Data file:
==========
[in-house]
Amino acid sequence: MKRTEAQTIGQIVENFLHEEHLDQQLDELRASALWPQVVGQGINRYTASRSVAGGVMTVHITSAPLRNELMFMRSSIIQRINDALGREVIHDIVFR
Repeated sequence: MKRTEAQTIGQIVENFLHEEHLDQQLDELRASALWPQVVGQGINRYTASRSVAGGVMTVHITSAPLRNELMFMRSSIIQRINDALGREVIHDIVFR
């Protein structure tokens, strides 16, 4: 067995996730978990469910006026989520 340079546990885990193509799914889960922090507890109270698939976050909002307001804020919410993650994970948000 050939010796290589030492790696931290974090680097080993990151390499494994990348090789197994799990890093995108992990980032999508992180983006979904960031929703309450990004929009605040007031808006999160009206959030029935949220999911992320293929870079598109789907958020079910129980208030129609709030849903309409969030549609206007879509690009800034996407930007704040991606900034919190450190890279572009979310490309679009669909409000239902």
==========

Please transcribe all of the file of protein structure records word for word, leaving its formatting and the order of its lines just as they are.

[in-house]
Amino acid sequence: MKRTEAQTIGQIVENFLHEEHLDQQLDELRASALWPQVVGQGINRYTASRSVAGGVMTVHITSAPLRNELMFMRSSIIQRINDALGREVIHDIVFR
Repeated sequence: MKRTEAQTIGQIVENFLHEEHLDQQLDELRASALWPQVVGQGINRYTASRSVAGGVMTVHITSAPLRNELMFMRSSIIQRINDALGREVIHDIVFR
């Protein structure tokens, strides 16, 4: 067995996730978990469910006026989520 340079546990885990193509799914889960922090507890109270698939976050909002307001804020919410993650994970948000 050939010796290589030492790696931290974090680097080993990151390499494994990348090789197994799990890093995108992990980032999508992180983006979904960031929703309450990004929009605040007031808006999160009206959030029935949220999911992320293929870079598109789907958020079910129980208030129609709030849903309409969030549609206007879509690009800034996407930007704040991606900034919190450190890279572009979310490309679009669909409000239902």